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"We need to spend more time designing maps and not just producing them," Esri president Jack Dangermond said during the recent GeoDesign Summit held on the Esri campus.
"Intelligent web maps are a new medium. They will be the foundation for the way information is delivered," Dangermond said. "They support analytics. They support the ability to drag data onto them. They can support sketching and sharing. They can be accessed from any device. It is very exciting to me."
However, he raised one caveat: "The problem is that most of these maps are not effectively designed."
Good maps or geoinformation products should tell an interesting story; to do that, they must be well thought through and designed. Creating great web maps takes more than mastering GIS technology. Good cartographic skills and knowing how to communicate a message clearly also are assets.
"You need to understand the issue [that] you are going to communicate," Dangermond said. "And you need to bring the appropriate data to it and do analytics and manipulation, and then come up with a compelling graphic design that helps us understand so that can support action (for) geodesign," he said.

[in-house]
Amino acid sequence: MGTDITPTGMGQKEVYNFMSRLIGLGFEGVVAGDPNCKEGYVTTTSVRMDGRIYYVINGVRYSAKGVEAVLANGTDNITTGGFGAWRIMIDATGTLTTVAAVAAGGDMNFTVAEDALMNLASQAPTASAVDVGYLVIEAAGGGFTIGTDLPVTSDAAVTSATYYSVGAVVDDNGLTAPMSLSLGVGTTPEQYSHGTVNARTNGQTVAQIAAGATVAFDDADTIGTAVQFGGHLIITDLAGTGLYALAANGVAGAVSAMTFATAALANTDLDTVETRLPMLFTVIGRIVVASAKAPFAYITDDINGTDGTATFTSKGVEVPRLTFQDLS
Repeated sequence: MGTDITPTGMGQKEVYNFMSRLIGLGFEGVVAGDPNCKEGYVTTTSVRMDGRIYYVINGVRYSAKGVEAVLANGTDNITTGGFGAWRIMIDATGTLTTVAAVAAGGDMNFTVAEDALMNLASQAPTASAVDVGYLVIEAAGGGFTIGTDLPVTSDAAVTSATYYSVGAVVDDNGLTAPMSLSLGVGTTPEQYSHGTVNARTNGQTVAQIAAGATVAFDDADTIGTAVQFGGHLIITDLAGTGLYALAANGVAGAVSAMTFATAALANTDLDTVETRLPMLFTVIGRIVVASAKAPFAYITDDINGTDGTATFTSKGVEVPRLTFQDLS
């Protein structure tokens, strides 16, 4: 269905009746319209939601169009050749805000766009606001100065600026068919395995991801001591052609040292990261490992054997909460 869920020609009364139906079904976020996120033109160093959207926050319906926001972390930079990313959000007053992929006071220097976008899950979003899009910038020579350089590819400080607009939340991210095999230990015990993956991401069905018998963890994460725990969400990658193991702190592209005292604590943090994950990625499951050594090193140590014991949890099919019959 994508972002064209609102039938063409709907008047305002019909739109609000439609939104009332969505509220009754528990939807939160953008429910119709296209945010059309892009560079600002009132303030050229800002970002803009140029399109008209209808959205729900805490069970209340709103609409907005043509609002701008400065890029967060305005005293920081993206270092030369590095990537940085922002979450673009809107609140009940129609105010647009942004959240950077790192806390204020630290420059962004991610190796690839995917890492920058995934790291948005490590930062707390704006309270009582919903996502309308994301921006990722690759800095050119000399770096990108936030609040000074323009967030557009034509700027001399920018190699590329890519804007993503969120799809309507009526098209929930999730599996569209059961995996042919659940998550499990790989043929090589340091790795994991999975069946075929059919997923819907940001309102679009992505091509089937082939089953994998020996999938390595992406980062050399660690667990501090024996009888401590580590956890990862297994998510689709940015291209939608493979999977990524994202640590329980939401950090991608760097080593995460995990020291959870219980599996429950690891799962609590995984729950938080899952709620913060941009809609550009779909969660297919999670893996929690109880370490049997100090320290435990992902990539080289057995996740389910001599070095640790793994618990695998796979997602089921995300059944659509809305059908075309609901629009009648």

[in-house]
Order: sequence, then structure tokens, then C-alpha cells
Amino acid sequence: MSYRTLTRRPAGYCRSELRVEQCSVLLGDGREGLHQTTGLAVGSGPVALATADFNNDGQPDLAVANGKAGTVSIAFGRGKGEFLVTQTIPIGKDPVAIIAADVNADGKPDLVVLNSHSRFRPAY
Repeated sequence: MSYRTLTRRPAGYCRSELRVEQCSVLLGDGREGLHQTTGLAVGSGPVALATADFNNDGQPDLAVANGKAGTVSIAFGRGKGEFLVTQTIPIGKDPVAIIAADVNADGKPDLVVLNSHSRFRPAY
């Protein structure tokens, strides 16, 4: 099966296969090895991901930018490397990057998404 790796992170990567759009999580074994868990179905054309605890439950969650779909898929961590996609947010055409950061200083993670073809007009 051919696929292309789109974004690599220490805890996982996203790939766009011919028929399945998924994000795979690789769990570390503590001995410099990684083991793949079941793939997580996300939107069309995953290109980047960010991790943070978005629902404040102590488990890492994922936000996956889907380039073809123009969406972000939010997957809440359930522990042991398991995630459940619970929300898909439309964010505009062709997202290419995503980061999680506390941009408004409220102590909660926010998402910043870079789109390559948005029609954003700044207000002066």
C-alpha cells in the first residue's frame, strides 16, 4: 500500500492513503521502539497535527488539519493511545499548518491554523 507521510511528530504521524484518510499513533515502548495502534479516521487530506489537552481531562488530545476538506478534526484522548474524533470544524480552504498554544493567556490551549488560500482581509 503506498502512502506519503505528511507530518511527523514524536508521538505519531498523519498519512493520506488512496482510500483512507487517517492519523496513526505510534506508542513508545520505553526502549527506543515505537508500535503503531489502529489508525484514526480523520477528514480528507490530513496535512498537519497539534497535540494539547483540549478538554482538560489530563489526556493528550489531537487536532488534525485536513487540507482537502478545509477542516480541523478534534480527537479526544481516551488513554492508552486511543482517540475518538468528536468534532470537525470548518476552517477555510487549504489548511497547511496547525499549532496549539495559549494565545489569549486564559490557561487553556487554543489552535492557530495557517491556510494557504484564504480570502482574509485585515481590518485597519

What makes maps or geoinformation products useful and interesting? First, they should be timely. As an example, Dangermond held up a tsunami forecast map that was created immediately after the magnitude 9.0 earthquake in Japan last year by a user at the National Oceanic and Atmospheric Administration.
He said the map showed the hourly forecast for when the tsunami's waves were projected to arrive at different locations across the Pacific Ocean. The map was used in Hawaii to warn residents and business owners near the shore.
Good geoinformation products also should disseminate knowledge, communicate importance, illustrate change and show status, performance, and/or situational awareness, Dangermond said. Doing all this will support decision making and help us better design the future, he said.
To see examples of well-designed maps that tell timely and interesting stories, visit Esri's Storytelling with Maps. The latest maps on the site focus on Sears and Kmart store closures in the United States, the upcoming US presidential election, and the explosion of cellular phone use worldwide.